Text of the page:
NASCAR: Top drivers of 2014 – No. 6 Jeff Gordon

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Jeff Gordon

Season finish: 6th
2014 Season Stats:  4 Wins, 14 Top-5s, 23 Top-10s, 3 Poles.

What went right: In a season that reminded us of his 1990s glory days, the four-time Sprint Cup champion held the points lead for much of the regular season. He earned three victories during that span but none were bigger than his fifth career triumph in the Brickyard 400 at Indianapolis, which elevated him further among the ranks of Indy legends. Gordon rolled on into the Chase and earned a fourth 2014 win in the Challenger Round finale at Dover; he would then score three more runner-up finishes in the homestretch at Charlotte, Martinsville, and Phoenix.

In summary, he showed us why he’ll go down as a legend in the sport and a likely first-ballot Hall of Famer.

What went wrong: Late in the Eliminator Round middle race at Texas, Brad Keselowski and Gordon made contact after the former went for a piece of real estate on a restart. Gordon’s tire subsequently went down and relegated him to 29th; you know the rest of the story. Then, one week later in the Eliminator finale at Phoenix, Gordon’s runner-up finish wasn’t enough to put him in the Championship Round at Homestead after Ryan Newman shoved Kyle Larson aside on the final lap to finish 11th and earn the final Championship spot.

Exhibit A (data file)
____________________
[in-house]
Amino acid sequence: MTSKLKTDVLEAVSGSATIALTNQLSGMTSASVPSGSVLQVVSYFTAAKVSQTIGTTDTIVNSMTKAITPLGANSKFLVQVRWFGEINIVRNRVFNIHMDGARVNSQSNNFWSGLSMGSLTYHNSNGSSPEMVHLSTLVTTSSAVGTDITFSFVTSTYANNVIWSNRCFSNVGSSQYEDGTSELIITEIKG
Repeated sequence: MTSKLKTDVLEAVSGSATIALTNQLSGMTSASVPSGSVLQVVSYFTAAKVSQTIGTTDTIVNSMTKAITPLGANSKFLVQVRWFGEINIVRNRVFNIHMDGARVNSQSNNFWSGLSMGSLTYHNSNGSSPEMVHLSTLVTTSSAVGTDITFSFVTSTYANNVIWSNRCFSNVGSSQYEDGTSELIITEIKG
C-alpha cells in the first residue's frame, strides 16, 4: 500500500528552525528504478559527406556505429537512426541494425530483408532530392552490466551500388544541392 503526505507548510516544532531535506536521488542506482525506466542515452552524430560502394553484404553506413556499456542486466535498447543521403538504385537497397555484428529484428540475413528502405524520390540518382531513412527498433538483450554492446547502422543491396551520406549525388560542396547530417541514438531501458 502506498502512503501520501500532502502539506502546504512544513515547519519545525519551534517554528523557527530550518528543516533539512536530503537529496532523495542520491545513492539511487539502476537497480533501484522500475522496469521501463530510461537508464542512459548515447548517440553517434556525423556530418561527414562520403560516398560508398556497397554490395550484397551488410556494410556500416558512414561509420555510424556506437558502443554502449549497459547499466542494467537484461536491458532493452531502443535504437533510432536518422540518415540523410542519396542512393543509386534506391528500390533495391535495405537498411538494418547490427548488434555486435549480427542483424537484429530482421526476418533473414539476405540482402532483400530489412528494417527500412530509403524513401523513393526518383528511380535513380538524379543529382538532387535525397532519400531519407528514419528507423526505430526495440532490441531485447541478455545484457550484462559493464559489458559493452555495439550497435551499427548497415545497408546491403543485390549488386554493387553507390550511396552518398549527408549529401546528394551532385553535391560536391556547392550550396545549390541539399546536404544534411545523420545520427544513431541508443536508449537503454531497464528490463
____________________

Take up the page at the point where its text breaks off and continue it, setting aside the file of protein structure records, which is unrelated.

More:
Beyond those instances, there was one notable touch of negative: Gordon’s back woes, which came to the fore after spasms forced him out of Coca-Cola 600 practice in May. He would run the 600-mile race, but the back episode touched off talk of Gordon having to retire if those issues persist. If he wants to eventually claim a fifth Cup title, it’s something he’ll have to stay on top of.

2015 Prospectus: Despite those cruel twists of fate at Texas and Phoenix, Gordon and the 24 camp (led by crew chief Alan Gustafson) know they had a 2014 season they can feel good about and will be very eager to keep up the pace in 2015. It wouldn’t be a surprise to see them bag multiple wins again.

Tony Kanaan says his message of IndyCar-NASCAR unity aimed at fans